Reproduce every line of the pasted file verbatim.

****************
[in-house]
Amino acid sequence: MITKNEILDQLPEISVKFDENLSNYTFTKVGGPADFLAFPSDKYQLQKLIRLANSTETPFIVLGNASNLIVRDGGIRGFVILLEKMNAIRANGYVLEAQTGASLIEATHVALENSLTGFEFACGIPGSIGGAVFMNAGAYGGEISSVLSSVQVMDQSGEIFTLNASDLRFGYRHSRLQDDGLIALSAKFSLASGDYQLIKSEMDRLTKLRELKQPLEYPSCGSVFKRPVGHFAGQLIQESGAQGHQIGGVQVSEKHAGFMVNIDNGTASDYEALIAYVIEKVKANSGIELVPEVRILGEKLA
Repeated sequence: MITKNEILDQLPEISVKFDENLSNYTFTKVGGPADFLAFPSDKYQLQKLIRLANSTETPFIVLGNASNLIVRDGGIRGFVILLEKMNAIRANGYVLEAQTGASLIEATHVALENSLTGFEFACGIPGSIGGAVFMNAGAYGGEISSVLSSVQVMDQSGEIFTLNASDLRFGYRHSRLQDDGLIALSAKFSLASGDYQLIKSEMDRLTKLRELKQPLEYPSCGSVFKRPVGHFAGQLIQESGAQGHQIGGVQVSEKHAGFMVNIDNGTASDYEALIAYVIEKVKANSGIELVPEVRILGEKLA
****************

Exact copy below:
[in-house]
Amino acid sequence: MITKNEILDQLPEISVKFDENLSNYTFTKVGGPADFLAFPSDKYQLQKLIRLANSTETPFIVLGNASNLIVRDGGIRGFVILLEKMNAIRANGYVLEAQTGASLIEATHVALENSLTGFEFACGIPGSIGGAVFMNAGAYGGEISSVLSSVQVMDQSGEIFTLNASDLRFGYRHSRLQDDGLIALSAKFSLASGDYQLIKSEMDRLTKLRELKQPLEYPSCGSVFKRPVGHFAGQLIQESGAQGHQIGGVQVSEKHAGFMVNIDNGTASDYEALIAYVIEKVKANSGIELVPEVRILGEKLA
Repeated sequence: MITKNEILDQLPEISVKFDENLSNYTFTKVGGPADFLAFPSDKYQLQKLIRLANSTETPFIVLGNASNLIVRDGGIRGFVILLEKMNAIRANGYVLEAQTGASLIEATHVALENSLTGFEFACGIPGSIGGAVFMNAGAYGGEISSVLSSVQVMDQSGEIFTLNASDLRFGYRHSRLQDDGLIALSAKFSLASGDYQLIKSEMDRLTKLRELKQPLEYPSCGSVFKRPVGHFAGQLIQESGAQGHQIGGVQVSEKHAGFMVNIDNGTASDYEALIAYVIEKVKANSGIELVPEVRILGEKLA